“You ever read Busybody Tyndale’s journals, cats and kittens? They printed ’em up nice and fancy a few years back. Reverend Tyndale? He’d been all over America, north south east and west, and he still believed in that man was good.

“What a maroon.

“He was gonna help the Pulaski. They’d taken him in, right? And now he was gonna help ’em. Reverend took that gold into C—–a City. Gonna buy the Pulaski medicine, pants, Bibles. Bring to them all the benefits of civilized society.

“He sure did! You’ve seen the memorial! Tasteful as hell.

“So: from the east you got Whites walking and riding the overland route. Wagon trains and oxen. But you got folks coming in from the west, too.

“Via the harbor.

“Chinese first. No theory this time, we got proof. 1851. That’s when the Chinese started coming on over. 1840’s were rough for China. Opium wars and drought and famine. Emperor was corrupt, and rebellions were started. By rebels, mostly, I guess. You might say China was being tossed by tempest, if you was some kind of poetical sort.

“1851. First Chinese in Little Aleppo was a fellow you heard of. Probably eaten his egg rolls. Yung Man.

“Yung Man come to work the mines. Gold in these here hills. The Turnaway Lode needed bodies. All the easy gold been dug out of the streams and plucked from the estuary in the lake. Now there was digging to be done. Hard work. Dangerous work. Cave-ins, gas pockets, all sorts of killer nonsense. A White wouldn’t do the job for the wages the mine’s owners wanted to pay. Chinese would.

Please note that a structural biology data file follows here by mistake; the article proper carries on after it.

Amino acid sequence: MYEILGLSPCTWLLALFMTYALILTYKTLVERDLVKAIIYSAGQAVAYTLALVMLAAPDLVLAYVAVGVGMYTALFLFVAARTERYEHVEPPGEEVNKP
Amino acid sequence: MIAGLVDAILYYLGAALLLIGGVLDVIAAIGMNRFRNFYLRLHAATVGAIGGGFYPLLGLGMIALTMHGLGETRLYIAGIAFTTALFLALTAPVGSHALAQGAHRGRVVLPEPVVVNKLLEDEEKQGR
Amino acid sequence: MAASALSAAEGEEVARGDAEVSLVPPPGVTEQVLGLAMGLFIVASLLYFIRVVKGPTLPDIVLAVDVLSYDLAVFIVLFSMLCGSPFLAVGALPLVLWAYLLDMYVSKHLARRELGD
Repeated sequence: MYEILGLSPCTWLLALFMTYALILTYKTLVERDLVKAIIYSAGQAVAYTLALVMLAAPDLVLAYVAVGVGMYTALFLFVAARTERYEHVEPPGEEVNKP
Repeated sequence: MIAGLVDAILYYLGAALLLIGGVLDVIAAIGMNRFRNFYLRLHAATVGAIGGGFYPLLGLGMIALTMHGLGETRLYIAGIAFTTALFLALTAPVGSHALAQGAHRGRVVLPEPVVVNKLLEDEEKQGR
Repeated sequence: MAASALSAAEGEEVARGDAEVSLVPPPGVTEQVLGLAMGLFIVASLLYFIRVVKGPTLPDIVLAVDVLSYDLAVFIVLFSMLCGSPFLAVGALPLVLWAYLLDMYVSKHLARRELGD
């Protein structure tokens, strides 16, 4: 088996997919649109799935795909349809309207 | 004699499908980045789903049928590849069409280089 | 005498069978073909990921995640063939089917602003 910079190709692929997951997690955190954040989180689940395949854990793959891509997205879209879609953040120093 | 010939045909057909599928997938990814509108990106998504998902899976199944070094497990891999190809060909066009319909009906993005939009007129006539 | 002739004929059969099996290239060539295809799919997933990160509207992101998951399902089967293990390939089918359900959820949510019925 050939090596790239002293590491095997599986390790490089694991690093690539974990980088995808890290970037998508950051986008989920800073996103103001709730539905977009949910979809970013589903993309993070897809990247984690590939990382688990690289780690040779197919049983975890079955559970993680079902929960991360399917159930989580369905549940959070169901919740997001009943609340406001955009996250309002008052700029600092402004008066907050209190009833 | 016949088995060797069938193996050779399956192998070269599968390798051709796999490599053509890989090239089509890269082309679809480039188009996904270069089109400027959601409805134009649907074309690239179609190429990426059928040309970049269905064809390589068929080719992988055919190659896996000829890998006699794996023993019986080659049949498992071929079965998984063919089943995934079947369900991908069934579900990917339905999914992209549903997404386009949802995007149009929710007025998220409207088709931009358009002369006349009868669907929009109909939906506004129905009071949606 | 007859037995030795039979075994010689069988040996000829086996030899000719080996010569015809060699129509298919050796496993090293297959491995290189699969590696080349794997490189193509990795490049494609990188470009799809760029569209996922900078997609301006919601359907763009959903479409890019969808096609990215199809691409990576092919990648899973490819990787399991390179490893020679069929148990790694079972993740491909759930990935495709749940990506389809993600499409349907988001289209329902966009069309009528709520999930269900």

“Month on the boat. Steerage. Share a room with ten other men, down in the bowels of the ship. You already walked from your hometown to Hong Kong, and now you’re on a boat for a month. There’s rats and vomit and the stink of strangers. Thieves, too. Sharpies waiting to take you for your bankroll in Mah Jongg.

“Yung Man was the first, but not the last. Course, the Chinese weren’t allowed to live with the Whites and that’s why we got Chinatown.

“Gold ran out soon enough, and there weren’t no more miners. Yung Man opened a restaurant on the Downside. Still open. I ate there last week. He brought in his brothers and cousins from back home, at least he did ’til 1882. Ever hear of the Chinese Exclusion Act? It was an act, you see, that excluded the Chinese. Truth in advertising. Does what it says on the label, ha ha ha.

“Periodically, the Whites would get twitchy and go rampaging through Chinatown with knives and erections. Other times, they would pass laws. They would always go back to Yung Man’s place, though. Neighborhood always did love its Chinese food. Used to be a joke: ‘What’s the only problem with Chinese food? The Chinaman it takes to make it.’ Funny stuff, cats and kittens.